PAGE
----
When you are seven, summer time is about learning important life lessons. How hot does the ground need to be before it burns your feet? How long can you hold your breath under water? Which rock is the loose one? Which plant is the prickly one? And which bully should you just walk away from?
As a parent, you watch helplessly as your child learns these important life lessons. You peak through a kitchen window – not wanting to step over his new found (and well-derserved) independence. You hold yourself back from running over to rescue, and take away that damn pain. You wait for your turn to speak.
But when the day is over, and everything calms down, your beautiful little man can finally abandon the shield that keeps him strong out there in the world. He melts in your arms in his superhero pyjamas, feeling once again, soft to your touch.
“It’s tough sometimes when your friends ignore your ideas“, I say as we lay in his bed.
His eyes light up and small tears form in their corners.
“Yes“, he says quietly – releasing the tension that’s been building all afternoon. “I didn’t like it“.
“I get it“, I say calmly. “I wouldn’t like it either“.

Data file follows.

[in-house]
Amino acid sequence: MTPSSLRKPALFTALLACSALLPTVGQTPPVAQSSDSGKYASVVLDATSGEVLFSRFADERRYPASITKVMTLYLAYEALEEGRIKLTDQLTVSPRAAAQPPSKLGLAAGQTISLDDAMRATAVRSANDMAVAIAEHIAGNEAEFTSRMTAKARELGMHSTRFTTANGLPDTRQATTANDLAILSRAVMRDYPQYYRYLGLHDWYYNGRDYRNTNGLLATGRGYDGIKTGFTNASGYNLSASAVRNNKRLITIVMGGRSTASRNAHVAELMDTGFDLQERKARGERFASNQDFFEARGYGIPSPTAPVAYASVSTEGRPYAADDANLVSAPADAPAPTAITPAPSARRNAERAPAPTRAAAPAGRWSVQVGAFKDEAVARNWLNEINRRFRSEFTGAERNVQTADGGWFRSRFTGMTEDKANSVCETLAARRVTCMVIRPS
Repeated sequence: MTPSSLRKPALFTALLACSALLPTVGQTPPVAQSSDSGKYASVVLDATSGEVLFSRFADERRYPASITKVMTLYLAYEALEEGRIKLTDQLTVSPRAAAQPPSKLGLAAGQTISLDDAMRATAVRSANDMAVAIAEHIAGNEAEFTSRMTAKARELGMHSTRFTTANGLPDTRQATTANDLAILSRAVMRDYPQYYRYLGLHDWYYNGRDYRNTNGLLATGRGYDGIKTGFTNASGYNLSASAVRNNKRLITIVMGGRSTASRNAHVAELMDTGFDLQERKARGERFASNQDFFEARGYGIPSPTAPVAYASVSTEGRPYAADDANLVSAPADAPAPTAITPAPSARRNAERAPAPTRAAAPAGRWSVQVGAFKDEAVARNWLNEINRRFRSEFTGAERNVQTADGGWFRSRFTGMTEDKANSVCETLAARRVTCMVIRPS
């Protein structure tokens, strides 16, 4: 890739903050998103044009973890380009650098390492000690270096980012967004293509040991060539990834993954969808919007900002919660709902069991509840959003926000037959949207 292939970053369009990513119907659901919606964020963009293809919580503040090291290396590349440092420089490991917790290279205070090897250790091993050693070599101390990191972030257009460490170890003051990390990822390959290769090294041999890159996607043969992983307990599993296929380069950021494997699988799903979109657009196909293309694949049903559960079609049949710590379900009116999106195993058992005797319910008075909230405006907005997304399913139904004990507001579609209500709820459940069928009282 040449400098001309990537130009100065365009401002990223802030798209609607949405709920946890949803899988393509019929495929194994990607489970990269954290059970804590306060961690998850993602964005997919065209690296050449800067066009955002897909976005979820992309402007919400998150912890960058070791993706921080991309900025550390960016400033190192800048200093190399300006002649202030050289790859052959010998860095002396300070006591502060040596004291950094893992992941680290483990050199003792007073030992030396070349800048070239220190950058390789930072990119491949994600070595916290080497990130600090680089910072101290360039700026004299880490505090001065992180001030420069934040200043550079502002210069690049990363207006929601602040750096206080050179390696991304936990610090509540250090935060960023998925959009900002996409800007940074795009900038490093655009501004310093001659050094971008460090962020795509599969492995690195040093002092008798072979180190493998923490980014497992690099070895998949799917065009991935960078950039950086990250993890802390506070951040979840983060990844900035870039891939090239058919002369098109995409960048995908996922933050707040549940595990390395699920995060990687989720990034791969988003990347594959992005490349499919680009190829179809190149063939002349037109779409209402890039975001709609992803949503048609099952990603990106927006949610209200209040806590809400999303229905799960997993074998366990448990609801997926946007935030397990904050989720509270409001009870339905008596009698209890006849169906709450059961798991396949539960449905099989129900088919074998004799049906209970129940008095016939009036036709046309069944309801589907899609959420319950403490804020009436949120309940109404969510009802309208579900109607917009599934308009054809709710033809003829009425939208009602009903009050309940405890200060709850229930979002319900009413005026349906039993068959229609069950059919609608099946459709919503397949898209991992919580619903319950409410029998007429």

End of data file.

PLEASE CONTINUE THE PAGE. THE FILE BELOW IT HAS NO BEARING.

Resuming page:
I wonder for a moment if we should come up with a solution, or a plan of action for tomorrow. I wonder if I should give him more options, more weapons, more shields. Anything else that will protect him from pain. Anything that will make ME feel better about sending him back out there into the jungle.
I decide against it. My gut tells me it’s not what he needs right now.
I hug him tight and he cuddles up closer, and I know that he is already dreaming of tomorrow’s adventures.
Children are so resilient, I think to myself as I lie beside him listening to his small peaceful breaths. I notice a small tear forming at the corner of my eye, as I finally release my OWN stress from today.
Here is what I didn’t tell him:
- How my heart froze as I saw him approach the big kids and ask if he could join the game.
- How relieved I was when they said ‘YES’.
- How utterly heartbroken I felt as I saw him try again and again to suggest a game that he wanted to play.
- How it took everything in my power NOT to run over and tell him that he didn’t need to play with those kids, if they didn’t listen to him.
- How immensely proud I was of him for NOT stomping his feet, and going home when he didn’t get his way.
- How my whole world brightened when his turn finally came to pick a game.
- How inspired I am by his ability to put his day to rest, and look forward to tomorrow’s adventures.
I will tell him all that one day, I think. Maybe as he’s peaking through his own kitchen window – watching another sweet little boy learn his very own life lessons.